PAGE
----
Enceladus' diameter is about 500 kilometres or 310 miles (the equivalent distance between London and Penzance). Yet despite its small size Enceladus exhibits one of the most interesting surfaces of all the icy satellites.

Notes for Editors

Images
For images, including those from the two flybys of Enceladus, and information on the Cassini mission visit http://saturn.jpl.nasa.gov Opens in new window and www.nasa.gov/cassini Opens in new window . The magnetometer team homepage is www.imperial.ac.uk/research/spat/research/cassini/ Opens in new window . An artists impression showing the atmosphere on Enceladus is available from the above websites. It is also available on the PPARC website www.pparc.ac.uk Opens in new window or by contacting Gill Ormrod in the PPARC press office (contact details below).

Image Caption
This artist concept shows the detection of an atmosphere on Saturn's icy moon Enceladus. The Cassini magnetometer instrument is designed to measure the magnitude and direction of the magnetic fields of Saturn and its moons. During Cassini's two close flybys of Enceladus - Feb. 17 and March 9 - the instrument detected a bending of the magnetic field around Enceladus.

The graphic shows the magnetic field observed by Cassini along its trajectory plotted in a vector form. Even though the spacecraft altitude was almost 500 kilometers (310 miles) at closest approach and the flyby was upstream of the moon (where the interaction is expected to be weaker) Cassini's magnetometer observed bending of the magnetic field consistent with its draping around a conducting object, which indicates that the Saturnian plasma is being diverted away from an extended atmosphere.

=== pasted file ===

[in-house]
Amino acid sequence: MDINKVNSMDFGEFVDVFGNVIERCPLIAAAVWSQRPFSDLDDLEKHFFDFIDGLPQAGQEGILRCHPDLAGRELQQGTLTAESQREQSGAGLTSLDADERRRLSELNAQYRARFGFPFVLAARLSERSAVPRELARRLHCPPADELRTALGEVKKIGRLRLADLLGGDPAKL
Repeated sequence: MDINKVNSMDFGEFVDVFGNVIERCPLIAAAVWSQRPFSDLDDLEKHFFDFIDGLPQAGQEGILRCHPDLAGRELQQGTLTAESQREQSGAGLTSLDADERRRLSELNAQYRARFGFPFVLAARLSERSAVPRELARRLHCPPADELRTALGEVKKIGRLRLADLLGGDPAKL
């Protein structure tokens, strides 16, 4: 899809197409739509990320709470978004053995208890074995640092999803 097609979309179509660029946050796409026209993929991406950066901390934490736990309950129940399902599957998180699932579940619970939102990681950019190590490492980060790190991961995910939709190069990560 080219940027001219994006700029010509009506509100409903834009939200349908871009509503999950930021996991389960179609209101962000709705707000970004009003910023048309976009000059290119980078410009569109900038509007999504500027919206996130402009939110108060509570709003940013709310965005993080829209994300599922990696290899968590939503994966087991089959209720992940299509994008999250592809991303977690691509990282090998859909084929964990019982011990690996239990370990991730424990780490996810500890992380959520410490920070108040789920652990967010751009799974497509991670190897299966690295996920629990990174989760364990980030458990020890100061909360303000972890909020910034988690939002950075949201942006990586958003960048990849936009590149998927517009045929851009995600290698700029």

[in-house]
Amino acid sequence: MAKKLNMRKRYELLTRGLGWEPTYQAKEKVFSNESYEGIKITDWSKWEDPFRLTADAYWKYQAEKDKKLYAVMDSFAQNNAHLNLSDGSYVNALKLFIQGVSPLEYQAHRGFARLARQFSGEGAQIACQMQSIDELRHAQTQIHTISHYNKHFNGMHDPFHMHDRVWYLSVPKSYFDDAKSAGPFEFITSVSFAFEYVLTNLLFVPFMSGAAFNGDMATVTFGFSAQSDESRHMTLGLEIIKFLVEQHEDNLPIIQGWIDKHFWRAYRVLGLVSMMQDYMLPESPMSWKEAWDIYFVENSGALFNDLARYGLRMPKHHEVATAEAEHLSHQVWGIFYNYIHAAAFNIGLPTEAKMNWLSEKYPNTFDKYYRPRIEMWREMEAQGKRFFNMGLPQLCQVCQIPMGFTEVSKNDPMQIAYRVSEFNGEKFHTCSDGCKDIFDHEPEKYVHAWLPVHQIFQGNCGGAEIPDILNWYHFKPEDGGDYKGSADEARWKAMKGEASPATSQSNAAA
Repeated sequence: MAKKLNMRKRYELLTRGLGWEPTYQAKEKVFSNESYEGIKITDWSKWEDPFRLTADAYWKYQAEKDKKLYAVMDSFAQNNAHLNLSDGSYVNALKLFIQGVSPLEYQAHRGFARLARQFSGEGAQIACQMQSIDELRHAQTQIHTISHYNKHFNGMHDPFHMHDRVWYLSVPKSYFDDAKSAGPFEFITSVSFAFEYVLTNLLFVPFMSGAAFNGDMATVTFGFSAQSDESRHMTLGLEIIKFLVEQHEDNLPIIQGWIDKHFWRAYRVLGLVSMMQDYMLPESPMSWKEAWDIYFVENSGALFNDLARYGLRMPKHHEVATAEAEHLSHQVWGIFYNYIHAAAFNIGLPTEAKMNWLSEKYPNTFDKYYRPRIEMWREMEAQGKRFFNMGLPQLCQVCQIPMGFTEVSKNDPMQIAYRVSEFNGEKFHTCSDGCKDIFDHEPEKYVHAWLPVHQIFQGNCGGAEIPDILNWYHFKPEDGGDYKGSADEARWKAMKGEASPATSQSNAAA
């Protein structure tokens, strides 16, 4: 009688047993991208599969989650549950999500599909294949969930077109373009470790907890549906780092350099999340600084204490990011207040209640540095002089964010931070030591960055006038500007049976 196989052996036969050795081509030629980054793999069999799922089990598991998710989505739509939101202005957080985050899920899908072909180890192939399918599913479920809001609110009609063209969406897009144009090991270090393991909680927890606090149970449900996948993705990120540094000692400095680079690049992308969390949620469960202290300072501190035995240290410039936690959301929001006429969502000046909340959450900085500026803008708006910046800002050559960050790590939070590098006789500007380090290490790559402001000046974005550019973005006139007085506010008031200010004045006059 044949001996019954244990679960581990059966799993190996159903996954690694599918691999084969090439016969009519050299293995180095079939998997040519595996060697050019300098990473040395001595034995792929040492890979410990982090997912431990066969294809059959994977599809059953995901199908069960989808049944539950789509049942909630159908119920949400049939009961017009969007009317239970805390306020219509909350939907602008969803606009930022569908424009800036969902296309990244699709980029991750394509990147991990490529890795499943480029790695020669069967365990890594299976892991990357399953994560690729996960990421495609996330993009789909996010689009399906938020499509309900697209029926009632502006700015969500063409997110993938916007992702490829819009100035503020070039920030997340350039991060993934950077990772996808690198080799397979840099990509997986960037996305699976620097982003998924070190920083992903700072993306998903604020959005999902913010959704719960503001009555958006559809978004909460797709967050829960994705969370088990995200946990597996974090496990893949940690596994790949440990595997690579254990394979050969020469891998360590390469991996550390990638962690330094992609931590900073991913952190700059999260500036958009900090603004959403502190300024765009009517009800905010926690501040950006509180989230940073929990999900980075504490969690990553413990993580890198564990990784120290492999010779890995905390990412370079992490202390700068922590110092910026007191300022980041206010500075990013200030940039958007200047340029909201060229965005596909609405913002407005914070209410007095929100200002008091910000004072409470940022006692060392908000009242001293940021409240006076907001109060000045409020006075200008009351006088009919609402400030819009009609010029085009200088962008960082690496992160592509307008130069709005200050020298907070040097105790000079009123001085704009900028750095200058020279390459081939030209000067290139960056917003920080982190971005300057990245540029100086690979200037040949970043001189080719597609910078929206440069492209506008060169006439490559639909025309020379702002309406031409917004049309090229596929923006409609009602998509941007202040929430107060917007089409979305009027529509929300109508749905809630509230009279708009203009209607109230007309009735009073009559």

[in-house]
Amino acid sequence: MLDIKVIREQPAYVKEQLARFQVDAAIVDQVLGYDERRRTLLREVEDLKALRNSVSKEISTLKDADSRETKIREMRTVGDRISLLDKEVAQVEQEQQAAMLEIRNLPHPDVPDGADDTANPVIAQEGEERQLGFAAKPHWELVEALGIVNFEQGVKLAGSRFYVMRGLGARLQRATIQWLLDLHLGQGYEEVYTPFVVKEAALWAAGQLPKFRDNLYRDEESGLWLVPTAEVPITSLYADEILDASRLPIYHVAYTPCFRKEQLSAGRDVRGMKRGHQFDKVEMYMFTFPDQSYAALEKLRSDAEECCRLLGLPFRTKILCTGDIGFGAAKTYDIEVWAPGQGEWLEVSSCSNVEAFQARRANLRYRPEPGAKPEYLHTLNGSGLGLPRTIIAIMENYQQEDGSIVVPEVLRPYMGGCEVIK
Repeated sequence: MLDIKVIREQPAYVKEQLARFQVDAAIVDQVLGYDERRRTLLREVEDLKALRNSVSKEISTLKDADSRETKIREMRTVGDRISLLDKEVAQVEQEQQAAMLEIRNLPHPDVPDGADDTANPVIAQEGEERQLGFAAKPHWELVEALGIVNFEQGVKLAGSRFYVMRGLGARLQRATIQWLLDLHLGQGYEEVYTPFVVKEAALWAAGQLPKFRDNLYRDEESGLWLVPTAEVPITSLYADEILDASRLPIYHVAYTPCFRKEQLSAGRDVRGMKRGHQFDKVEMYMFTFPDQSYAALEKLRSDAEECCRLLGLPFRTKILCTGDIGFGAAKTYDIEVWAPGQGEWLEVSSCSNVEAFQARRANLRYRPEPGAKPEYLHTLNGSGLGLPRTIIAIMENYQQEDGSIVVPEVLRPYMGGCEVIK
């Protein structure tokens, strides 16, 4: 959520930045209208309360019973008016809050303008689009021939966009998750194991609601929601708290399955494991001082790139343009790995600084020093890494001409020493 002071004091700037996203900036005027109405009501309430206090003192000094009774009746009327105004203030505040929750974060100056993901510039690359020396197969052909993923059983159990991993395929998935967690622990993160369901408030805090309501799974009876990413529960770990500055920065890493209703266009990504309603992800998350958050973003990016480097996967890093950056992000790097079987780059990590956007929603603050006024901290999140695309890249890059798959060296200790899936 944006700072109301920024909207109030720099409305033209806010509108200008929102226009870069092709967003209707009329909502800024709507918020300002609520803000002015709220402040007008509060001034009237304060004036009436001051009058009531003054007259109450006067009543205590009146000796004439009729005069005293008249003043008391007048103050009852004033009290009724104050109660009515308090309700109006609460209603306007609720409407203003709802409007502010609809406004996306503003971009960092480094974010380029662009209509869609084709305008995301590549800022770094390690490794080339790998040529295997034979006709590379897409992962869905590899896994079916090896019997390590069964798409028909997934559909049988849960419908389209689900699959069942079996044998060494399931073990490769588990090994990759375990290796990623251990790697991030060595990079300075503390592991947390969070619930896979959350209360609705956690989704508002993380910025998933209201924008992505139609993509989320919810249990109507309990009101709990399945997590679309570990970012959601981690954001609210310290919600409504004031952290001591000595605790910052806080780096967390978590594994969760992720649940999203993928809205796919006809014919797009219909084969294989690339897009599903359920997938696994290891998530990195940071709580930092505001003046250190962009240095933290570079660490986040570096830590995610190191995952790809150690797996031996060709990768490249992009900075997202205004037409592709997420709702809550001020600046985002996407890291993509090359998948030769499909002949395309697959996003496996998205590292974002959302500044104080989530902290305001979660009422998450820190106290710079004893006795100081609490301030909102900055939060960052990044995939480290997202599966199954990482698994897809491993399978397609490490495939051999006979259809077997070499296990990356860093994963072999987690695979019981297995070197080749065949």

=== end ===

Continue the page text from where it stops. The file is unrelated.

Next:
Credit: NASA/JPL

Contacts

Gill Ormrod, PPARC Press Office
Tel +44 1793 442012. Mobile: 0781 8013509.
Email: gill.ormrod@pparc.ac.uk

Professor Michele Dougherty Principal Investigator, Magnetometer
Imperial College London
Tel: +44 20 7594 7757. Mobile: +44 7990 973761.
Email: m.dougherty@imperial.ac.uk

Carolina Martinez - Jet Propulsion Laboratory, Pasadena, Califonia, USA
Tel: +1 (818) 354-9382.
Email: carolina.martinez@jpl.nasa.gov

The Cassini-Huygens mission is a cooperative project of NASA, the European Space Agency and the Italian Space Agency. The Jet Propulsion Laboratory, a division of the California Institute of Technology in Pasadena, manages the mission for NASA's Science Mission Directorate, Washington, D.C. The Cassini orbiter was designed, developed and assembled at JPL. The magnetometer team is based at Imperial College in London, working with team members from the United States and Germany.

The Particle Physics and Astronomy Research Council (PPARC) is the UKs strategic science investment agency. It funds research, education and public understanding in four broad areas of science - particle physics, astronomy, cosmology and space science.

PPARC is government funded and provides research grants and studentships to scientists in British universities, gives researchers access to world-class facilities and funds the UK membership of international bodies such as the European Particle Physics Laboratory, CERN, the European Space Agency and the European Southern Observatory. It also contributes money for the UK telescopes overseas on La Palma, Hawaii, Australia and in Chile, the UK Astronomy Technology Centre at the Royal Observatory, Edinburgh and the MERLIN/VLBI National Facility.